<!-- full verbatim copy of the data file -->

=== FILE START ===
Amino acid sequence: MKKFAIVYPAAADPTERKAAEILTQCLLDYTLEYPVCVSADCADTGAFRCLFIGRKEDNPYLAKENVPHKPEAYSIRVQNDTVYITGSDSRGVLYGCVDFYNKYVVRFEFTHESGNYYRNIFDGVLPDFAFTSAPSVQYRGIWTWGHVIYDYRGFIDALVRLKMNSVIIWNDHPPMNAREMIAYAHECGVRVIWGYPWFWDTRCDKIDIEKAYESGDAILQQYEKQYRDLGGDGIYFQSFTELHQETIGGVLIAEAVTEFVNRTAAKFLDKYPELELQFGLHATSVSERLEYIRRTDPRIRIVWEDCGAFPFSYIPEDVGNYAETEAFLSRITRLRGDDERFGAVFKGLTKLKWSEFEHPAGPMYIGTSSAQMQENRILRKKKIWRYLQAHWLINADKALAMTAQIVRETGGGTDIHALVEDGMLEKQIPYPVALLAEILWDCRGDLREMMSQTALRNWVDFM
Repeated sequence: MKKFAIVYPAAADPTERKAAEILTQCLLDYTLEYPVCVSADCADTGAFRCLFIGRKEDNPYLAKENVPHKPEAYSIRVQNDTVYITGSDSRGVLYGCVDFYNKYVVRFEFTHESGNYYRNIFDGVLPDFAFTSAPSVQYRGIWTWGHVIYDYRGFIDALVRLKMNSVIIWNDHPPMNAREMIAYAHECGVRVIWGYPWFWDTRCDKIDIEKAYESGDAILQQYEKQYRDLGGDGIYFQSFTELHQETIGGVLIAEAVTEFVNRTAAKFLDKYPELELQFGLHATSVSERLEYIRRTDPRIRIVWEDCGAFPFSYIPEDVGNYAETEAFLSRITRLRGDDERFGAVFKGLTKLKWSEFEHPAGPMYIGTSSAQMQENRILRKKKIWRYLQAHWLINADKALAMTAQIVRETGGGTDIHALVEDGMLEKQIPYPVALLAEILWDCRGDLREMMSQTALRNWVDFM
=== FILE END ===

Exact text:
Amino acid sequence: MKKFAIVYPAAADPTERKAAEILTQCLLDYTLEYPVCVSADCADTGAFRCLFIGRKEDNPYLAKENVPHKPEAYSIRVQNDTVYITGSDSRGVLYGCVDFYNKYVVRFEFTHESGNYYRNIFDGVLPDFAFTSAPSVQYRGIWTWGHVIYDYRGFIDALVRLKMNSVIIWNDHPPMNAREMIAYAHECGVRVIWGYPWFWDTRCDKIDIEKAYESGDAILQQYEKQYRDLGGDGIYFQSFTELHQETIGGVLIAEAVTEFVNRTAAKFLDKYPELELQFGLHATSVSERLEYIRRTDPRIRIVWEDCGAFPFSYIPEDVGNYAETEAFLSRITRLRGDDERFGAVFKGLTKLKWSEFEHPAGPMYIGTSSAQMQENRILRKKKIWRYLQAHWLINADKALAMTAQIVRETGGGTDIHALVEDGMLEKQIPYPVALLAEILWDCRGDLREMMSQTALRNWVDFM
Repeated sequence: MKKFAIVYPAAADPTERKAAEILTQCLLDYTLEYPVCVSADCADTGAFRCLFIGRKEDNPYLAKENVPHKPEAYSIRVQNDTVYITGSDSRGVLYGCVDFYNKYVVRFEFTHESGNYYRNIFDGVLPDFAFTSAPSVQYRGIWTWGHVIYDYRGFIDALVRLKMNSVIIWNDHPPMNAREMIAYAHECGVRVIWGYPWFWDTRCDKIDIEKAYESGDAILQQYEKQYRDLGGDGIYFQSFTELHQETIGGVLIAEAVTEFVNRTAAKFLDKYPELELQFGLHATSVSERLEYIRRTDPRIRIVWEDCGAFPFSYIPEDVGNYAETEAFLSRITRLRGDDERFGAVFKGLTKLKWSEFEHPAGPMYIGTSSAQMQENRILRKKKIWRYLQAHWLINADKALAMTAQIVRETGGGTDIHALVEDGMLEKQIPYPVALLAEILWDCRGDLREMMSQTALRNWVDFM